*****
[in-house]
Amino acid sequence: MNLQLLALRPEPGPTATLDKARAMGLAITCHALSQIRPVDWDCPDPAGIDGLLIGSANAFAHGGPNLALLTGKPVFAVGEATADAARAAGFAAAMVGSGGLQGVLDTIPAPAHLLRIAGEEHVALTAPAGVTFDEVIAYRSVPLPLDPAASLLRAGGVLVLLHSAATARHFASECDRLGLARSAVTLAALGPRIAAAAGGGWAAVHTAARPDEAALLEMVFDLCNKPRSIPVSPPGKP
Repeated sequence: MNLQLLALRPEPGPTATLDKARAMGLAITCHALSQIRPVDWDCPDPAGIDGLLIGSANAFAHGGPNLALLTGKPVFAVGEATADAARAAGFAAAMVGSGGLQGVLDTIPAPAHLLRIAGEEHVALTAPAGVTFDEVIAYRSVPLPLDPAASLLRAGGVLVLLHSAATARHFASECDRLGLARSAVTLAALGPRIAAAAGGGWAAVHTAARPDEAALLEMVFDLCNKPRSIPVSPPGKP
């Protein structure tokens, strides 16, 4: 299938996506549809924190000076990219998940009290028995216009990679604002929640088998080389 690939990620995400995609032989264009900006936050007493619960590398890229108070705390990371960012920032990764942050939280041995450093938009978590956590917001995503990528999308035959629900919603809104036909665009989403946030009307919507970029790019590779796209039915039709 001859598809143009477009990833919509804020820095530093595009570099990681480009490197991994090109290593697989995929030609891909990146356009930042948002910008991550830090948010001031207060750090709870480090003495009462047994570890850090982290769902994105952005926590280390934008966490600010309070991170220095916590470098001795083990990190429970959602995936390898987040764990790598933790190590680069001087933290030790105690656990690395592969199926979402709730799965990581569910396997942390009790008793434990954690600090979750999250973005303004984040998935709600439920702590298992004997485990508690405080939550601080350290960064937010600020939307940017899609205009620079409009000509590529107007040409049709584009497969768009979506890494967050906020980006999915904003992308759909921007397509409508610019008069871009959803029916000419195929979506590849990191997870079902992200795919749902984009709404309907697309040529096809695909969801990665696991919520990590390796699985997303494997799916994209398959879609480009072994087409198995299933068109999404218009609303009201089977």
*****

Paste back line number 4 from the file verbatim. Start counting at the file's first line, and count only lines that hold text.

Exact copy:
């Protein structure tokens, strides 16, 4: 299938996506549809924190000076990219998940009290028995216009990679604002929640088998080389 690939990620995400995609032989264009900006936050007493619960590398890229108070705390990371960012920032990764942050939280041995450093938009978590956590917001995503990528999308035959629900919603809104036909665009989403946030009307919507970029790019590779796209039915039709 001859598809143009477009990833919509804020820095530093595009570099990681480009490197991994090109290593697989995929030609891909990146356009930042948002910008991550830090948010001031207060750090709870480090003495009462047994570890850090982290769902994105952005926590280390934008966490600010309070991170220095916590470098001795083990990190429970959602995936390898987040764990790598933790190590680069001087933290030790105690656990690395592969199926979402709730799965990581569910396997942390009790008793434990954690600090979750999250973005303004984040998935709600439920702590298992004997485990508690405080939550601080350290960064937010600020939307940017899609205009620079409009000509590529107007040409049709584009497969768009979506890494967050906020980006999915904003992308759909921007397509409508610019008069871009959803029916000419195929979506590849990191997870079902992200795919749902984009709404309907697309040529096809695909969801990665696991919520990590390796699985997303494997799916994209398959879609480009072994087409198995299933068109999404218009609303009201089977």